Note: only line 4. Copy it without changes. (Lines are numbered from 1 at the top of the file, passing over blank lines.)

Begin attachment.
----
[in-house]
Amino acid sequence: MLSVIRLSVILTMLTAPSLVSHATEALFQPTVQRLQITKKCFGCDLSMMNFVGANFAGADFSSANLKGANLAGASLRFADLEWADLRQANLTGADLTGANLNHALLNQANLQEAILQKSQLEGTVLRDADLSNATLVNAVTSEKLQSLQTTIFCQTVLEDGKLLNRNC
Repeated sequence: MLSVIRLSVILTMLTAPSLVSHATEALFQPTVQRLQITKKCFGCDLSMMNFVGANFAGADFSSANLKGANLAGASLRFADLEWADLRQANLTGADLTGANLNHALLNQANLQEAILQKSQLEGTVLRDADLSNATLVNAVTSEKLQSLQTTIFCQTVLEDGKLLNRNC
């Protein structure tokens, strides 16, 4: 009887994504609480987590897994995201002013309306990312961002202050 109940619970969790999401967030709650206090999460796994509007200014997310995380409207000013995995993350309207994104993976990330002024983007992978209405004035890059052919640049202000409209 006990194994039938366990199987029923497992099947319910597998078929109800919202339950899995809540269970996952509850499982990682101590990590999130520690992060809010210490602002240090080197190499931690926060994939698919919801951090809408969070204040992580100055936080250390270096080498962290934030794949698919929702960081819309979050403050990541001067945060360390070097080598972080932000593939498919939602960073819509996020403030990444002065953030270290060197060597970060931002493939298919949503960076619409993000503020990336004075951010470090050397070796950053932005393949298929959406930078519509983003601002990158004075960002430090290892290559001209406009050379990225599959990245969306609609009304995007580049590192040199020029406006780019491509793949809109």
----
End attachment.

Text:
């Protein structure tokens, strides 16, 4: 009887994504609480987590897994995201002013309306990312961002202050 109940619970969790999401967030709650206090999460796994509007200014997310995380409207000013995995993350309207994104993976990330002024983007992978209405004035890059052919640049202000409209 006990194994039938366990199987029923497992099947319910597998078929109800919202339950899995809540269970996952509850499982990682101590990590999130520690992060809010210490602002240090080197190499931690926060994939698919919801951090809408969070204040992580100055936080250390270096080498962290934030794949698919929702960081819309979050403050990541001067945060360390070097080598972080932000593939498919939602960073819509996020403030990444002065953030270290060197060597970060931002493939298919949503960076619409993000503020990336004075951010470090050397070796950053932005393949298929959406930078519509983003601002990158004075960002430090290892290559001209406009050379990225599959990245969306609609009304995007580049590192040199020029406006780019491509793949809109």